Party Time in Washington: Estate Tax Repealed! (Almost)
Congress’ springtime discovery of almost $1 trillion of spare change in the federal budget unleashed a flurry of tax reduction and spending bills. Like kids in a candy shop, feverish activity during July culminated in, drum roll please, repeal of estate and gift taxes!
Well, almost. Unfortunately, I’m a skeptic. Every year in this column, I dutifully report legislative proposals to reduce or eliminate the transfer tax burden. Every year, the proposals get whittled down in the political process. Why? Dead people don’t vote (except in the South) and “rich” people are in the minority (except in Silicon Valley). As I write this column, I believe that the stage has been set once again for a disappointing compromise.
Throughout the summer, legislators again thumbed their noses at President Clinton’s three-year effort to close estate tax loopholes. Many legislators proposed to repeal or dramatically reduce transfer taxes. But, that’s politics. Proposals like these historically go nowhere. They are cheap ways to appease constituents.
However, in August, both houses of Congress actually passed a phased-in total repeal of gift, estate and generation skipping taxes. Never before have we come this far. Do we have a chance? I hate to be the bearer of bad tidings, but the answer is “no.” There are many reasons, but two bear mention.
First, President Clinton will veto the bill when it is presented to him in September. He wants overall tax cuts of about one third of the almost $800 billion passes by Congress. Neither the Senate nor the House has the votes to override that veto. Compromise will be necessary to get legislation actually enacted. The sizable $65 billion cost of complete repeal of transfer taxes most likely will be compromised, particularly in light of Clinton’s views on the matter.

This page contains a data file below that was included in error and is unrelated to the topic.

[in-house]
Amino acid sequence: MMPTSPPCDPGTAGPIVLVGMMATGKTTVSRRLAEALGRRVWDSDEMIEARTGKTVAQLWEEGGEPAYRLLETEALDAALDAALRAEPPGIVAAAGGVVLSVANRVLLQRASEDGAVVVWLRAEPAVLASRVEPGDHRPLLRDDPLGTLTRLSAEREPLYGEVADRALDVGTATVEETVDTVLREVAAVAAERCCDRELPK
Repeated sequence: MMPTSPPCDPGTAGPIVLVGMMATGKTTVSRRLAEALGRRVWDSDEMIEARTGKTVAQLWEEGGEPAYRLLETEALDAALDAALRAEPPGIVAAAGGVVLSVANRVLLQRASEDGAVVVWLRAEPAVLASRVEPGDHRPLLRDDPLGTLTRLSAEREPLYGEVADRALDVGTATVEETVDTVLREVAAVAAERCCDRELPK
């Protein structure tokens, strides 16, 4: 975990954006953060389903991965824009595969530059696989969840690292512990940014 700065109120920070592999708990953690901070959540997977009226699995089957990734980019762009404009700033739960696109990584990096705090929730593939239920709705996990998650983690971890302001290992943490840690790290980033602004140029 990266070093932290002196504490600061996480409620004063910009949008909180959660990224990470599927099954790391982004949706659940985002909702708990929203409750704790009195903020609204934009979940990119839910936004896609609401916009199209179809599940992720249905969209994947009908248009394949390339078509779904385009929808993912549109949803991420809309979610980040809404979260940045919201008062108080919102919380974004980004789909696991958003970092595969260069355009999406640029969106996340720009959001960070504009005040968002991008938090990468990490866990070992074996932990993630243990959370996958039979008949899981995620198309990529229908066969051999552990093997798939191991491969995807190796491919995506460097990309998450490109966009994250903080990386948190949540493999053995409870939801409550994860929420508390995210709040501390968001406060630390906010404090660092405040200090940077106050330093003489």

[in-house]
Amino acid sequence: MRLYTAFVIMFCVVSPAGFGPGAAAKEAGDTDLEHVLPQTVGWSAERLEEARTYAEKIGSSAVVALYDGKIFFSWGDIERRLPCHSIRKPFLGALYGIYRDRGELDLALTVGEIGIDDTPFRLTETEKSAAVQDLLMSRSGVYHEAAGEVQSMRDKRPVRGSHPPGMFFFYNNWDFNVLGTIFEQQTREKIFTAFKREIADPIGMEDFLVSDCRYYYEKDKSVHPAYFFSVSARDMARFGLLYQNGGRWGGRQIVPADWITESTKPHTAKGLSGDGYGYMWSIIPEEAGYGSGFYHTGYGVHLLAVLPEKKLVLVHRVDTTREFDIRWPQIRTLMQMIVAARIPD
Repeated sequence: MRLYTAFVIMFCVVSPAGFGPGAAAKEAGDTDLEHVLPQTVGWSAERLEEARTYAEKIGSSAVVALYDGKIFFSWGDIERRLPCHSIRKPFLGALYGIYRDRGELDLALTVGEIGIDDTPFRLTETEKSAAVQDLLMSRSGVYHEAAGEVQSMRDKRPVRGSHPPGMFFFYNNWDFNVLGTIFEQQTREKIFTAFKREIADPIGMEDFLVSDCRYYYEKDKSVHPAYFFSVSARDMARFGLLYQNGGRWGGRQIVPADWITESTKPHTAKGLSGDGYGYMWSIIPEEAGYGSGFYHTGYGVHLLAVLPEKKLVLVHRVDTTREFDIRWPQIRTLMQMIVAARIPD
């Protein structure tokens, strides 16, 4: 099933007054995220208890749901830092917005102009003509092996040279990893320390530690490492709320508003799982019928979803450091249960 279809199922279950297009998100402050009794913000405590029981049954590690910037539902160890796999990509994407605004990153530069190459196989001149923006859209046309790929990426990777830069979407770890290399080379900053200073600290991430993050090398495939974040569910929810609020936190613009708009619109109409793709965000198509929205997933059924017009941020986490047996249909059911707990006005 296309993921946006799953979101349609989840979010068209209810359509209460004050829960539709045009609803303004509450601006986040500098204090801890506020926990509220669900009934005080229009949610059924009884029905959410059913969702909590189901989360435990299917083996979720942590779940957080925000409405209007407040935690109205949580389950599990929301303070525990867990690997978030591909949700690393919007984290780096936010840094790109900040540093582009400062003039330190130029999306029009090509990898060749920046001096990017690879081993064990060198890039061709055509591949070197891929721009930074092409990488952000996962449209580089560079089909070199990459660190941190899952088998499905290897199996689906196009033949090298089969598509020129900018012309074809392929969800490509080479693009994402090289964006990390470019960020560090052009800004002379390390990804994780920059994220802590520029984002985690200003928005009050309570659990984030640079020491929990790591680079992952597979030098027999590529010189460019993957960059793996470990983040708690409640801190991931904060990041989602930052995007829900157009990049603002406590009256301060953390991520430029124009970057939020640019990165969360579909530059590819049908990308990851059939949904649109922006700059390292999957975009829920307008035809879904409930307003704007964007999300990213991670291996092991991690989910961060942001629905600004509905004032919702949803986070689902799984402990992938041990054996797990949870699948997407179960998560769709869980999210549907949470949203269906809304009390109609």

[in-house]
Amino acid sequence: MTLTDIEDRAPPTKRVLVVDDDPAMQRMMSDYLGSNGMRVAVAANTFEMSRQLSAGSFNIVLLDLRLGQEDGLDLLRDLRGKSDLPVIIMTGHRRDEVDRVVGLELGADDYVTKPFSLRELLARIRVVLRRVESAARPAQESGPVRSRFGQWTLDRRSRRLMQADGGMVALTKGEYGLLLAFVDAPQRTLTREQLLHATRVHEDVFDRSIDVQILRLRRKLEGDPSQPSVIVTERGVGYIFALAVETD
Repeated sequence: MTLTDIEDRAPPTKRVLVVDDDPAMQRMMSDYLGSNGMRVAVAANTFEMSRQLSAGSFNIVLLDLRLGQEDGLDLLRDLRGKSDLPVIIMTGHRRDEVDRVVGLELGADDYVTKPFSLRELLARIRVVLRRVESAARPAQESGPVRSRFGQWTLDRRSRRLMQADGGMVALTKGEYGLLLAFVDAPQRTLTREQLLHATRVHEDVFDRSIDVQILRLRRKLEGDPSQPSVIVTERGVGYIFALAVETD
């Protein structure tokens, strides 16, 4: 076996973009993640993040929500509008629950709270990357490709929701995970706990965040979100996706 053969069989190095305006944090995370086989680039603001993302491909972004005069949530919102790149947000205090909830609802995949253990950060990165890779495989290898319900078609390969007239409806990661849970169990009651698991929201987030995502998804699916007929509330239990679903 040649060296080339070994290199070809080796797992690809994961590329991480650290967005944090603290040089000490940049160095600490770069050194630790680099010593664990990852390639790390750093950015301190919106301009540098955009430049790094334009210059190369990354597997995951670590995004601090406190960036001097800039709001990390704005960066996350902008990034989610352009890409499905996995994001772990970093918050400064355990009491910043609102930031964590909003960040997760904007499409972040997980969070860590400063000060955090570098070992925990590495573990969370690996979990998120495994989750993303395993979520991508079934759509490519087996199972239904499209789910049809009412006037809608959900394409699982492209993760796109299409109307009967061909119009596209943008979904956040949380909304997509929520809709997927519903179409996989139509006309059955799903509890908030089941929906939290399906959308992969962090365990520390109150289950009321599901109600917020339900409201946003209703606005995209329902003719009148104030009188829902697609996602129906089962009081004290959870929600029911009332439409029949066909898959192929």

Second, Congress’ bill does not really do what it purports to do even if Clinton signs it into law. The popular press reported a phase down of the transfer tax rates (in fact, the rates phase down to around 45% in 2008) and complete repeal in 2009. Unfortunately, a little noticed provision based on an obscure Senate rule causes virtually the entire bill to expire after September 30, 2009. After that, we would return to current law.
So, even if the bill is enacted into law, you will have a nine-month window in 2009 to either die or to give away your estate and avoid transfer taxes entirely. Heck of a deal I would say.
Frankly, all this silliness indicates that, despite Congress’ passage of the legislation, we are still merely in a period of political posturing. Republicans hope to rally grassroots support over the summer recess. But, a groundswell is unlikely. There likely will be legislation enacted this fall. However, as it relates to transfer tax relief, my best guess is that it will include:
A modest transfer tax rate reduction, with the top rate perhaps declining from 55% to 50%;
Some increase in the $650,000 exemption (perhaps accelerating the current law phase-in of $1 million by 2006).
Some much-needed relief for failure to allocate the generation skipping transfer tax exemption to gifts in trust (first reported in my February 1993 column).
Of course, any relief is better than nothing. You can help by writing letters to your Congressmen and to the President. But, I don’t expect to see estate planners in the soup kitchens any time soon.
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